The High Cost of Inaction

Investors often consider the implications of buying a piece of real estate, but they don't as often think about the cost of not buying, warns Solomon Poretsky, EVP of Organization Development at SVN International Corp.

Solomon Poretsky, EVP of Organization Development at SVN International Corp.
Solomon Poretsky, EVP of Organization Development at SVN International Corp.

It’s common knowledge that buying assets at the wrong time, for the wrong price, can be a very expensive mistake. After all, if you “make your money when you buy,” you’d better buy right. Right?

At the same time, there is a high cost in not buying an asset. Passing on a deal for a few points of near-term return and “keeping your powder dry” for a better opportunity can be more expensive than it seems. 

However, if you don’t move forward with an opportunity, you still have your money and can invest it in the future. That decision carries a significant opportunity cost because you lose the chance to have that money working for you in real estate as opposed to earning little or no interest in a safe harbor investment. Given the wide difference between total returns in investment real estate and yields on low-risk or risk-free investments, simply missing one year of the return on a real estate investment can have an outsized impact, even over a multi-year period.

Consider a 7 cap rate property, purchased with 30 percent down and a 5 percent loan, amortized over 25 years. Figuring 2.5 percent annual increases in rent and expenses and a 7.5 percent terminal cap rate, this property generates a 12.9 percent internal rate of return over a seven-year holding period. While this might not be an aggressive return, it is a realistic one for a cash-flowing asset.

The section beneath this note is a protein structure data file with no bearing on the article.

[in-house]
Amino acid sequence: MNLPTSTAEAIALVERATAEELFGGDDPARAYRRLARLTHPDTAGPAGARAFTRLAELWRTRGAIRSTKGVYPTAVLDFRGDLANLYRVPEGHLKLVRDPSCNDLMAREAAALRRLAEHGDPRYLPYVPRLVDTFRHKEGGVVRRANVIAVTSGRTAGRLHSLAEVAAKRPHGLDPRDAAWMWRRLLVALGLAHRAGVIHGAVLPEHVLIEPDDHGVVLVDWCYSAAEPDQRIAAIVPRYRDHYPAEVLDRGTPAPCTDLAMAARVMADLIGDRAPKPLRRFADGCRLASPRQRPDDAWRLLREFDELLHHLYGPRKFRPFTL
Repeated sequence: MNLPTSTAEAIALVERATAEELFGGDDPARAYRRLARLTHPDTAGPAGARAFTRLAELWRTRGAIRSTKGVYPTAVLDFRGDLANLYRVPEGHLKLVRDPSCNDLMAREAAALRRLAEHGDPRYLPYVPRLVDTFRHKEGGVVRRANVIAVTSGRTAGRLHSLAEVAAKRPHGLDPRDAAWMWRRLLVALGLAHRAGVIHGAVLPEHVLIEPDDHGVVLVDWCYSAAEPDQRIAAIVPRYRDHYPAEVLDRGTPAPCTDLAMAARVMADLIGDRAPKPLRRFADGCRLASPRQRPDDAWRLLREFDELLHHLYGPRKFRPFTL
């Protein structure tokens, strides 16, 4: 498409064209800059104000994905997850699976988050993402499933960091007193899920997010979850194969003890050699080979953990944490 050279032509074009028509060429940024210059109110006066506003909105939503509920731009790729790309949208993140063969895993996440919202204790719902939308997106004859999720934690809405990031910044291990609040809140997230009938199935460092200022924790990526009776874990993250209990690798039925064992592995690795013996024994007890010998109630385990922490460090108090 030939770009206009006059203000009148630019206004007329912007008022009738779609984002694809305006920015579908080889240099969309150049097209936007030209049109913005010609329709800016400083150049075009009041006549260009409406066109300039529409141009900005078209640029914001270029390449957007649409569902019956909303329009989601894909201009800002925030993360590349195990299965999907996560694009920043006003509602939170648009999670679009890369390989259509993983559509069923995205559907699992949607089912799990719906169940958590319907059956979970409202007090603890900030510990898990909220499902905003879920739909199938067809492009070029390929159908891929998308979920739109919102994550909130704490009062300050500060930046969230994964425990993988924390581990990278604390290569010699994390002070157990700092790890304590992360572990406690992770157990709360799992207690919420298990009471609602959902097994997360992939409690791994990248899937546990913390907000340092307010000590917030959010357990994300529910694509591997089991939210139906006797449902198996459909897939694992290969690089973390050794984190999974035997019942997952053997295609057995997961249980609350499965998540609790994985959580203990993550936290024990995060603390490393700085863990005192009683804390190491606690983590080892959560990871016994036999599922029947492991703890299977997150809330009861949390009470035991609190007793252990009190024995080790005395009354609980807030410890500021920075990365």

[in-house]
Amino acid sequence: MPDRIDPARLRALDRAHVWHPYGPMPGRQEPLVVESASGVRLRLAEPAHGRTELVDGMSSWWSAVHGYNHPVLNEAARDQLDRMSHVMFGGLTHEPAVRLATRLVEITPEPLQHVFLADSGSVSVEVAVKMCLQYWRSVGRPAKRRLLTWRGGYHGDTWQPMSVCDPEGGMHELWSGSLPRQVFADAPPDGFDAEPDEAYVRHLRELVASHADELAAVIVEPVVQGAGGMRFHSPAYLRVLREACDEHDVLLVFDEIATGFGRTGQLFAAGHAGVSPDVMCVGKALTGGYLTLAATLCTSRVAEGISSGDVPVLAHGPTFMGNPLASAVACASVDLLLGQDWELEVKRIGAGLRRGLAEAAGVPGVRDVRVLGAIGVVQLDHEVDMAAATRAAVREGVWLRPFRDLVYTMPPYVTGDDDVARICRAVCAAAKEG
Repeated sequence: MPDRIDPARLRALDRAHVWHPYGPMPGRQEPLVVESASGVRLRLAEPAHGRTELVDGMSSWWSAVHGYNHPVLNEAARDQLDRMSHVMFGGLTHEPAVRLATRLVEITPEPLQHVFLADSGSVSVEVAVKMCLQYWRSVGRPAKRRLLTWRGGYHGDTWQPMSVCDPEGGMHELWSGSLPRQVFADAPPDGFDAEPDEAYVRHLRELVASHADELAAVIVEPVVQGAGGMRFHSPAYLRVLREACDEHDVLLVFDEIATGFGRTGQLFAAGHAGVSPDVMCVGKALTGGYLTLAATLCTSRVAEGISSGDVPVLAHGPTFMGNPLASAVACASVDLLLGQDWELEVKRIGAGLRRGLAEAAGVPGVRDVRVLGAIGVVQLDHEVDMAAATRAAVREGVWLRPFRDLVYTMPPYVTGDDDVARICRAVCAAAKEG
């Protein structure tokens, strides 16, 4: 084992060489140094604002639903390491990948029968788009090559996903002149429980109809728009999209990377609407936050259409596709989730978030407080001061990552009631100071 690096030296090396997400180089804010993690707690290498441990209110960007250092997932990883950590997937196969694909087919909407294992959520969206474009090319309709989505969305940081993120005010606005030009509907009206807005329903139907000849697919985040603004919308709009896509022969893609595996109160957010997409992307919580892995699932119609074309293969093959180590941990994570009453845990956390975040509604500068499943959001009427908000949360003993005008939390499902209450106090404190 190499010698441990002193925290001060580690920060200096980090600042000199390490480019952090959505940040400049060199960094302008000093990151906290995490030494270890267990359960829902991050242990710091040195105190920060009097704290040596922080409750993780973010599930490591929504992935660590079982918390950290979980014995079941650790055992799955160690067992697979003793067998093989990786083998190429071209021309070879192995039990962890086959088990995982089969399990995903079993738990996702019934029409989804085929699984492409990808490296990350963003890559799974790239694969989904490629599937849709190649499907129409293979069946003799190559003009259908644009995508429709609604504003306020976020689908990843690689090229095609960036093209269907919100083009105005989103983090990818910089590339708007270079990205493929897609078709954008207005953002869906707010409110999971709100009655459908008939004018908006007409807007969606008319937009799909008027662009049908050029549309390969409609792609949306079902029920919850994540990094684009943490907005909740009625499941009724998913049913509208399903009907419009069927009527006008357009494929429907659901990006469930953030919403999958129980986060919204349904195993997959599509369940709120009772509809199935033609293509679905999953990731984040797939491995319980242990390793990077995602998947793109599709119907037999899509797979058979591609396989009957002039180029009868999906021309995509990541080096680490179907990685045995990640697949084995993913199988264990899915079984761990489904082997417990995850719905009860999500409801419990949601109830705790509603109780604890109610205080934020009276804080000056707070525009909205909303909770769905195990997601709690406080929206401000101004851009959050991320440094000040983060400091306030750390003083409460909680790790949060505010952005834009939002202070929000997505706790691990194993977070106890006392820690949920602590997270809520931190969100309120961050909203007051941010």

Simply waiting one year to make the same investment reduces your internal rate of return to under 10.2 percent, as long as you truly compare the two investments equally. In the first case, you buy real estate and hold it for a seven-year investment period. Waiting a year, though, means you are effectively buying a risk-free liquid investment for a one-year period—like a one-year treasury bill (yielding 1.4 percent as of this writing in late October)—then holding the commercial real estate asset for six years. This means you end up with one less year of rent collection, rent growth and principal reduction. These last two factors take the impact on cash flow and expand it into decreasing the proceeds from the eventual disposition of the asset. All of that adds up to a 25 to 30 percent reduction in your total return over the life of the investment.

We know what it costs to buy a piece of investment real estate. But do we think about what it costs to not buy? When the right property isn’t available, hesitation is a prudent strategy. But when the right property is available and the price is a little high or the terms of the transaction have a hiccup, the costs of those unpleasant surprises could easily be significantly less than the cost of waiting for the perfect property to come along. Before walking away from a deal or a transaction in process, make sure you know everything that you are giving up.